From the best Northern loqpdries, to which we a
CONSTANTLY MAKING ADDITIONS
We are prepared to execute orders for "
Play Bills, • Circulars,
Bills of Fare, Visiting Cards,
* W edding Cards, Tickets,
Business Cards, Letter Heads,
Bill Heads, Drafts,
. ‘ Pamphlets, Ballads,
Legal Blanks, Calendars.
Or any other kind of Printing,
IN ANY STYLE.
We have a
FINE ASSORTMENT OF INKS
PRINTING IN COLORS.
ORDERS BY MAIL OR EXPRESS
Will receive prompt and careful attention, and the
work will be forwarded
FREE OF CHARGE FOR TRANSPORTATION.
We endeavor to do all our work well, aud to give
complete satisfaction to our customers.
Are as low as the present high cost of stock, mate
rial, labor and living will admit of, and are below the
ncreased rates which rule in other lines of business.
S. W. MASON & CO„
111 Bay street.
LIGHT. U KN.Uft ANT.
In the galaxy of heroes wliieh the closing
year of the rebellion has placed high In orb,
General Grant is the blight particular star.
Without any disparagement to his gallant
comrades, lie is acknowledged to be the
greatest iu the group. Whatever particular
ly good qualities they have individually been
found to possess, he appears to have concen
trated in himself. So complete is bis char
acter that it is admitted to be quite without
defect. He has required no defence at any
time, for he has done nothing wrong, and to
heap eulogies upon him is equally unneces
sary, for his career is his best eulogy. It is
“a solid fabric, and will support the iauiels
that adorn it.”
W hen military men permit 'themselves to
be taken up by political parties, and furnish
their presses with their principal aliment, it
is always to be feared that they have been
led astray by a false ambition, or have been
manipulated while under the inhuence of
selfishness. General Grant stands aloof from
all such influences aud their dangers; beyond
their reach and beyond their power, he
shines by the contrast of disinterestedness,
and gains our esteem by the purity of his
motives and the strength of his principles.
Envy, which often assails the best, leaves him
alone, and no one dares question his patriot
ism or lira very, his skill, his modesty, his
disinterestedness. Ids firmness or his success.
To him is universally attributed the final
triumph of our arms, the result of strategy
the most skilful, combinations the largest and
most overwhelming, and courage, persistent,
self-reliant and dauntless, lie has never
been obliged to explain away any mistakes
or to remove any misapprehensions; to ac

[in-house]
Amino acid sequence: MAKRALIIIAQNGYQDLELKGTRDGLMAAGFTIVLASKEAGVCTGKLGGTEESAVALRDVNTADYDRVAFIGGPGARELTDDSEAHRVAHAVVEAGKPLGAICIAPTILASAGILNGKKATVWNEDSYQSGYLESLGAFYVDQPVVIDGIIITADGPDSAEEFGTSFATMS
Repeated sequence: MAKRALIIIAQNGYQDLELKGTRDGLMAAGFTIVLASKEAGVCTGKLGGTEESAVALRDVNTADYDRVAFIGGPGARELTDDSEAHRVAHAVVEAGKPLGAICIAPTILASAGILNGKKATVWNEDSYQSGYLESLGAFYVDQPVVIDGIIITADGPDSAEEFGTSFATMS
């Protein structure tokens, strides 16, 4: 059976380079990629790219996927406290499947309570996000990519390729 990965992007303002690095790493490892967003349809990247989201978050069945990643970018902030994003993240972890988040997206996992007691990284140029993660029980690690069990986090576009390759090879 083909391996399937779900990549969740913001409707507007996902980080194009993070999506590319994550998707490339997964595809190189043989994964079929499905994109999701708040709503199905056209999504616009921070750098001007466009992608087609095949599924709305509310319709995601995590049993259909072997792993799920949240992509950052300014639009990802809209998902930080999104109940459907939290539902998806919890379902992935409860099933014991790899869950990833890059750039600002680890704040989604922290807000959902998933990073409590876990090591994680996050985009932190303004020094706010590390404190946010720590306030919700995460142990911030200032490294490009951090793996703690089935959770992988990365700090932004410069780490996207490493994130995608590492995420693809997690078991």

count for any disasters, to make any apolo
gies, or appeal to his countrymen for a rever
sal of their opinions. His profound, his al
most infallible judgment has lifted him above
the errors of popular generals, who are 100
apt to be thinking of the public when their
business is only with the enemy. Thus we
fiud him on his own pedestal in the full pro
portions of a wise, great and successful man.
Not the least of his merits is his unpretend
ing demeanor. At no momeut, on no occa
sion has he ever betrayed any'persoual vani
ty, or any exhilaration iu successes which
would have turned the heads of most com
manders. Not a word from his lips, not a
line from his pen has ever been out of time,
out of place, or out of character. However
others may have erred in this way, he never
Whether as a subordinate and in the con
duct <>f isolated campaigns, or at the head of
the whole army and directing its entire move
ments —teticent, modest, thoughtful, dis
creet ; the wise man who says little and does
much; of ‘‘imagination all compact,” he
has pursued au uubroken career of triumph
without having had to repair a single error.
Not only may we therefore place him as the
foremost among our military meu—and this
itself is praise in the extreme—but we may
ateo claim for him an equal, perhaps the
highest, place among ail the generals of
modern times. If we consider the vastness
of the fields on which this war has been
waged, the immense number of men engaged
in it, the enormous amount of mat end em
ployed and the loss of life incurred, we are
led irresistably to the conclusion that even
the most celebrated European wars have,
comparatively, been but forays and skir
Thus we may, with perfect propriety, as
sert that tlie tactics of Gen. Grant have been
often as grand as those of the First Napoleon,
his marches as bold, his combinations as sub
tle and original, his battles as fierce and as
decisive, and his conquest of territory as vast
and as frequent. In the capture of posts
deemed impregnable, and of prisoners, artil
lery and munitions of war iu numbers un
precedented, the comparison is really to the
advantage of our modest hero. To go fur
thcr back, he reminds us of some of the most
famous of the more historic commanders in
many remarkable particulars. Like Prince
Eugene in the Tyrol, he could make his way
through the most difficult aud well defended
passes of the Tennessee, and, like him, drive
his foe before him from field to field; or
like the famous Lord Peterboro, whose
sententious remarks wou -him as much ap
plause as his battles, he has successfully
overrun and occupied, as did the English gen
eral in the Spanisli war, State after Slate, in
spite of all opposition, and at the same time
enabled a co-operating force at a distance to
make splendid and triumphant matches, and
win the greatest triumphs with the least loss
of life. Like Marlboro, in set battle, Grant
has been equally successful, after as hotly